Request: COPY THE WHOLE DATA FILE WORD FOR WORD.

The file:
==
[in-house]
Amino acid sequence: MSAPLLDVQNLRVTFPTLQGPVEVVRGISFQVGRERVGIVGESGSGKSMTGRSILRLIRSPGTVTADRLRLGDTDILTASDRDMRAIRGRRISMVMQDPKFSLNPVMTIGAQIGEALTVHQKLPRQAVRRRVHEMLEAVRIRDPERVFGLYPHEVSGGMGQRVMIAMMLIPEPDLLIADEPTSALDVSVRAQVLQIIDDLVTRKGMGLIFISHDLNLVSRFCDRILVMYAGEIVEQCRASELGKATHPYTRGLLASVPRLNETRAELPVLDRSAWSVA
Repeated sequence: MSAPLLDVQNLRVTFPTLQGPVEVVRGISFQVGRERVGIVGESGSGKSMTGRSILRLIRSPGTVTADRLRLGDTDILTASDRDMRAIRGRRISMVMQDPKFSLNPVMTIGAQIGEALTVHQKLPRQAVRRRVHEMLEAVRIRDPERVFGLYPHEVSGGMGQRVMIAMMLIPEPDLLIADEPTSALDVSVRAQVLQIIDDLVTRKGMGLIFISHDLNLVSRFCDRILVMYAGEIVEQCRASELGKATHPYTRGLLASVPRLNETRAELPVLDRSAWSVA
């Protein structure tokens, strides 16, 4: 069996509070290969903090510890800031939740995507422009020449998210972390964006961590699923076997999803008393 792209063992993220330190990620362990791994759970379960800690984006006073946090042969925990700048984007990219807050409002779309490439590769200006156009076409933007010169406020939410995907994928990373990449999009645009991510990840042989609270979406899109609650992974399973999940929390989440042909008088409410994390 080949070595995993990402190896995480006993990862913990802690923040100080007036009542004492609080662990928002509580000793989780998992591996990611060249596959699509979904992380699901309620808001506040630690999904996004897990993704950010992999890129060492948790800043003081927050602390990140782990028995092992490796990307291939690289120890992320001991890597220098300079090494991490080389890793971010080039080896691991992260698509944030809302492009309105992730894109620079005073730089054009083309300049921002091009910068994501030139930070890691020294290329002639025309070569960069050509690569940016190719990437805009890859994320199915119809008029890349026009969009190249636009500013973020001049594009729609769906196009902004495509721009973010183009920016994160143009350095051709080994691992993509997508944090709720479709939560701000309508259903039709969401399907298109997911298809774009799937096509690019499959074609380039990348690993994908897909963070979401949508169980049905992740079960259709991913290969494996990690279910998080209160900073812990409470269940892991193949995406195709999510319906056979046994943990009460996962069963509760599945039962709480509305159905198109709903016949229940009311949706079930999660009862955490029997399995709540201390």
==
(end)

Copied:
[in-house]
Amino acid sequence: MSAPLLDVQNLRVTFPTLQGPVEVVRGISFQVGRERVGIVGESGSGKSMTGRSILRLIRSPGTVTADRLRLGDTDILTASDRDMRAIRGRRISMVMQDPKFSLNPVMTIGAQIGEALTVHQKLPRQAVRRRVHEMLEAVRIRDPERVFGLYPHEVSGGMGQRVMIAMMLIPEPDLLIADEPTSALDVSVRAQVLQIIDDLVTRKGMGLIFISHDLNLVSRFCDRILVMYAGEIVEQCRASELGKATHPYTRGLLASVPRLNETRAELPVLDRSAWSVA
Repeated sequence: MSAPLLDVQNLRVTFPTLQGPVEVVRGISFQVGRERVGIVGESGSGKSMTGRSILRLIRSPGTVTADRLRLGDTDILTASDRDMRAIRGRRISMVMQDPKFSLNPVMTIGAQIGEALTVHQKLPRQAVRRRVHEMLEAVRIRDPERVFGLYPHEVSGGMGQRVMIAMMLIPEPDLLIADEPTSALDVSVRAQVLQIIDDLVTRKGMGLIFISHDLNLVSRFCDRILVMYAGEIVEQCRASELGKATHPYTRGLLASVPRLNETRAELPVLDRSAWSVA
């Protein structure tokens, strides 16, 4: 069996509070290969903090510890800031939740995507422009020449998210972390964006961590699923076997999803008393 792209063992993220330190990620362990791994759970379960800690984006006073946090042969925990700048984007990219807050409002779309490439590769200006156009076409933007010169406020939410995907994928990373990449999009645009991510990840042989609270979406899109609650992974399973999940929390989440042909008088409410994390 080949070595995993990402190896995480006993990862913990802690923040100080007036009542004492609080662990928002509580000793989780998992591996990611060249596959699509979904992380699901309620808001506040630690999904996004897990993704950010992999890129060492948790800043003081927050602390990140782990028995092992490796990307291939690289120890992320001991890597220098300079090494991490080389890793971010080039080896691991992260698509944030809302492009309105992730894109620079005073730089054009083309300049921002091009910068994501030139930070890691020294290329002639025309070569960069050509690569940016190719990437805009890859994320199915119809008029890349026009969009190249636009500013973020001049594009729609769906196009902004495509721009973010183009920016994160143009350095051709080994691992993509997508944090709720479709939560701000309508259903039709969401399907298109997911298809774009799937096509690019499959074609380039990348690993994908897909963070979401949508169980049905992740079960259709991913290969494996990690279910998080209160900073812990409470269940892991193949995406195709999510319906056979046994943990009460996962069963509760599945039962709480509305159905198109709903016949229940009311949706079930999660009862955490029997399995709540201390």